Jill DeWit:                            “If you’re serious, let me know.”

Steven Butala:                   “Did you not get it?” I really think that that may or may not … I don’t know. I don’t know if it’s successful. I’ve heard a lot of people say it is.

Steven Butala:                   Today’s topic: “Bring your imagination,” in a real estate description really means the property’s probably untenantable. This is the meat of the show.

Jill DeWit:                            I love this.

Steven Butala:                   All week this week it’s infuriating real estate cliches. Why would you say, “Bring your imagination,” in a real estate listing? Because you’re covering something up.

Jill DeWit:                            I hope you are bringing your imagination every time.

Steven Butala:                   Yeah.

Jill DeWit:                            Like, “What could I do with this house?”

Steven Butala:                   If you look at the pictures, and it’s all cleaned up, and it’s priced accordingly, you don’t have to have any imagination. You just move your stuff in.

Jill DeWit:                            That’s true.

Steven Butala:                   Or if it’s a wholesale dump … and believe me, we sell wholesale dumps all the time, buy and sell them … then just say, “This property is a wholesale and needs to be renovated. Investor special.” Investor special is how we label almost all the properties we sell that are not retail.

Jill DeWit:                            That’s true.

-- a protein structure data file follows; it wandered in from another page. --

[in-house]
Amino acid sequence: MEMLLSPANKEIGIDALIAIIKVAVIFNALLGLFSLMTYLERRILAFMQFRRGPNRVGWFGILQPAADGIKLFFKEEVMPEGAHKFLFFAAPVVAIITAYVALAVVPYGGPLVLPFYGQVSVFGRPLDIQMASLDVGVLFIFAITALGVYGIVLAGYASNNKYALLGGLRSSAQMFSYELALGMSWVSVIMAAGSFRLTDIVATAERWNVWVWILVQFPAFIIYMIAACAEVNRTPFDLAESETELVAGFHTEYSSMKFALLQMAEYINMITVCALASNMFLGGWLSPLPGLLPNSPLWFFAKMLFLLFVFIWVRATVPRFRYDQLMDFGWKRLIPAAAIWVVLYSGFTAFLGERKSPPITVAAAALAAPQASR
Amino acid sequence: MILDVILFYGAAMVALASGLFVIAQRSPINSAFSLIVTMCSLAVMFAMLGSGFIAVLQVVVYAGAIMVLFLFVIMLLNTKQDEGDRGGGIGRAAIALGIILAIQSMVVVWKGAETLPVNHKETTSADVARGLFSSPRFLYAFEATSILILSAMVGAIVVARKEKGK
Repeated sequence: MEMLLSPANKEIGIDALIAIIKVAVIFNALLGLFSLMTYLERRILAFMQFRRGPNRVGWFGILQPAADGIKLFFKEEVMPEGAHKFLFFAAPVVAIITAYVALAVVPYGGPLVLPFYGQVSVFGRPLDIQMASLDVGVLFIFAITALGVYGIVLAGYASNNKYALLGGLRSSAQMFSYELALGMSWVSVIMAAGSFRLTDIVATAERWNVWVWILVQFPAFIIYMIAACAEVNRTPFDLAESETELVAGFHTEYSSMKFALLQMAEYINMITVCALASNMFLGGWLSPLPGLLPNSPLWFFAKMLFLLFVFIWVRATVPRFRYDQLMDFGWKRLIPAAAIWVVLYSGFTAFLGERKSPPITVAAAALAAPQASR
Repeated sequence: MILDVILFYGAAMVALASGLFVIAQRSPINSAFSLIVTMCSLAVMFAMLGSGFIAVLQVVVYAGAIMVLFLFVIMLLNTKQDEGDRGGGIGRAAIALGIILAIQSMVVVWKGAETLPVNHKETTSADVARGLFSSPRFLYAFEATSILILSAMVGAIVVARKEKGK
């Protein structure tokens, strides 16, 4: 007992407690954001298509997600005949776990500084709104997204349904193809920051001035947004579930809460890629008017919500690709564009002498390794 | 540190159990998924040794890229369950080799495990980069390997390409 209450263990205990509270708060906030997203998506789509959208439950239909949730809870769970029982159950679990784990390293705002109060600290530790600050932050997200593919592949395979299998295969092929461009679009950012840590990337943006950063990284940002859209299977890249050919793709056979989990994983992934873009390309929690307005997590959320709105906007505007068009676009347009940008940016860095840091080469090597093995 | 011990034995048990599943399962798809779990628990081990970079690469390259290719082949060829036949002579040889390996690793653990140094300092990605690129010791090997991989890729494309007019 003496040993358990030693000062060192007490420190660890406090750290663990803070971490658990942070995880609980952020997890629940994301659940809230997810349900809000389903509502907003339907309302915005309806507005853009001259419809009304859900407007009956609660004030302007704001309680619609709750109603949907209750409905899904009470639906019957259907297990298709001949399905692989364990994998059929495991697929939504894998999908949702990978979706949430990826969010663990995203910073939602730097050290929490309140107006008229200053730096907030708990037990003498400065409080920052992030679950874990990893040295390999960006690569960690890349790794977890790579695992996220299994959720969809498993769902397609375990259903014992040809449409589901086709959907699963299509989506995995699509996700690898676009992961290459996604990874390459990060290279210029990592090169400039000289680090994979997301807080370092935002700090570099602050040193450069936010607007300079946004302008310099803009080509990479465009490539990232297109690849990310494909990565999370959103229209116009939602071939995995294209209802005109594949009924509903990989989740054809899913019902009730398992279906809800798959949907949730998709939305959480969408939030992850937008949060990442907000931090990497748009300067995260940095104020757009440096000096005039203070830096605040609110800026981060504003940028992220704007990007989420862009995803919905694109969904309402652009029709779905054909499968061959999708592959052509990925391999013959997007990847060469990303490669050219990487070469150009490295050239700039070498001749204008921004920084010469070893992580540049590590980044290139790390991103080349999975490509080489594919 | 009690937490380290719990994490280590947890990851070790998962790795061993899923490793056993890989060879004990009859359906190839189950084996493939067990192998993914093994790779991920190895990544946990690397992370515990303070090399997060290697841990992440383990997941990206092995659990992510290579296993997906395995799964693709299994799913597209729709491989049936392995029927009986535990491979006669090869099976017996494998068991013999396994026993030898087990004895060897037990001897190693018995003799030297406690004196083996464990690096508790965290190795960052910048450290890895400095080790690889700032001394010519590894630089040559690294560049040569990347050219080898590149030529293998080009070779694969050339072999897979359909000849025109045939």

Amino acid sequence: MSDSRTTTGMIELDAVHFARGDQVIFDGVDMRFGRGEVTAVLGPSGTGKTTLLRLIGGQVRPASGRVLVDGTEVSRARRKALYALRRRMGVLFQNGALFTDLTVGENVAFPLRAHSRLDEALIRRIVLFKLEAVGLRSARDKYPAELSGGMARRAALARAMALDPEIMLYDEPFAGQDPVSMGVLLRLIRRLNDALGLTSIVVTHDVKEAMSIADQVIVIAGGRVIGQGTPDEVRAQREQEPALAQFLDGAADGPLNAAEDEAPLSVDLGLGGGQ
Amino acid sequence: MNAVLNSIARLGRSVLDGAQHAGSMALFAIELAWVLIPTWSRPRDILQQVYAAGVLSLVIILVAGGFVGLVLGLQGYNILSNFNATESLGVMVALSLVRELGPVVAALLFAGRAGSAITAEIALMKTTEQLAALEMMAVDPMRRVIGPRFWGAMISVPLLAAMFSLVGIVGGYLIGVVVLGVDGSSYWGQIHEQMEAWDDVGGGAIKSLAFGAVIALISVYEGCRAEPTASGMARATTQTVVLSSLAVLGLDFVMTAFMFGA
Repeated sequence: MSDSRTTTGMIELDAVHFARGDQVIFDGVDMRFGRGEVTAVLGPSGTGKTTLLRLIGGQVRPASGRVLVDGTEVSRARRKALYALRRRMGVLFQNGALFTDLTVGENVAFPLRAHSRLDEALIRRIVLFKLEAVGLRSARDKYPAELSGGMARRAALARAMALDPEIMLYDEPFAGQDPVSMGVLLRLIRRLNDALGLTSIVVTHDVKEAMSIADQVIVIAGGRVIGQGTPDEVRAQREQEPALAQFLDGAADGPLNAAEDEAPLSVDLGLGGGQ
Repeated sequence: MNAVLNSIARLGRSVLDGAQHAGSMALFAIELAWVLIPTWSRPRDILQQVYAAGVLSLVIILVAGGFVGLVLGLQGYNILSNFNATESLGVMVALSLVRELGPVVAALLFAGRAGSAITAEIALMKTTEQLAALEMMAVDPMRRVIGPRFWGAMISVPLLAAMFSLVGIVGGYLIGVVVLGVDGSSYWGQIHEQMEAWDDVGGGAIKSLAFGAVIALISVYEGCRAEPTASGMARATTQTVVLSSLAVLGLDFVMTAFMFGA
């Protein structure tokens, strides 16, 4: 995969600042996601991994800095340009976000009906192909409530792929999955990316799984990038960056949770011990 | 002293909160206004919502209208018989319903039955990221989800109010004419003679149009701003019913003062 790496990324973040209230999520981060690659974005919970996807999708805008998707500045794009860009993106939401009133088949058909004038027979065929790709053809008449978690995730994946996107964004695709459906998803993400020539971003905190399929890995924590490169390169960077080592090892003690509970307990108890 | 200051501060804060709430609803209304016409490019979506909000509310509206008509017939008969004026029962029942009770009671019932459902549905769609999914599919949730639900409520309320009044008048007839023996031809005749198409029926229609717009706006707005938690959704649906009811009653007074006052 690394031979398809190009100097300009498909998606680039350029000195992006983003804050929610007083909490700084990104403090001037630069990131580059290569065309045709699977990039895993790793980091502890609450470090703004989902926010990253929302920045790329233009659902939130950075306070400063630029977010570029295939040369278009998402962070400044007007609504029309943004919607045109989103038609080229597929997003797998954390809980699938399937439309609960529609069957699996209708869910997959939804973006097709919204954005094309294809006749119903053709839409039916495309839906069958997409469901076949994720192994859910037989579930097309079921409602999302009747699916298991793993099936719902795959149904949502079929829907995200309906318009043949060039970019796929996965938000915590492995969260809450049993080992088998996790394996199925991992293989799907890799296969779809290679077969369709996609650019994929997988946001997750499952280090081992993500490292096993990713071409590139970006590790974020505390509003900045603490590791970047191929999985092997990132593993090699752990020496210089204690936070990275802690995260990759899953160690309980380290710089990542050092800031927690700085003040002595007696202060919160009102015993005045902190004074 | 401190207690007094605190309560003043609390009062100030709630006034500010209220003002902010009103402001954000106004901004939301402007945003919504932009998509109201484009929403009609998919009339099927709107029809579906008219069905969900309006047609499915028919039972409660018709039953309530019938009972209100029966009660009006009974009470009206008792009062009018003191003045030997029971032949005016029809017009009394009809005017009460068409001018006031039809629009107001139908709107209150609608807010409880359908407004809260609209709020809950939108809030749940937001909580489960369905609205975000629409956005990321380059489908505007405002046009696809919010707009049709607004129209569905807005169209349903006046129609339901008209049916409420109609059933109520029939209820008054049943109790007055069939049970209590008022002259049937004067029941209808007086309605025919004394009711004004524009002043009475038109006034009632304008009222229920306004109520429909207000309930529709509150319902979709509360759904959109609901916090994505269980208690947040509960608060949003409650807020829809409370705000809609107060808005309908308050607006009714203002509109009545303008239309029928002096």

Steven Butala:                   I don’t say, “Bring your imagination.” I assume that if you’re a flipper, a rehabber, you have a good imagination. It’s infuriating.

Jill DeWit:                            Well it’s all, sadly, kind of belittling. That’s it. That’s my only thing. It’s like, “I don’t need to be told that. I can figure it out. I’m an adult here, by the way. I’m buying a property. I can figure this out.” I don’t get it.

Steven Butala:                   It really belittles the whole real estate industry in general.

Jill DeWit:                            It does.

Steven Butala:                   If you go into LoopNet and look at office buildings in your area, do you think any of the descriptions say, “Bring your imagination”?

Jill DeWit:                            “Bring your imagination.” Can you imagine …

Steven Butala:                   It’s an office building.

Jill DeWit:                            That’s hilarious. Good point. Why doesn’t everyone just raise your communication with who you’re talking to. Come on. It does drive me batty, I agree.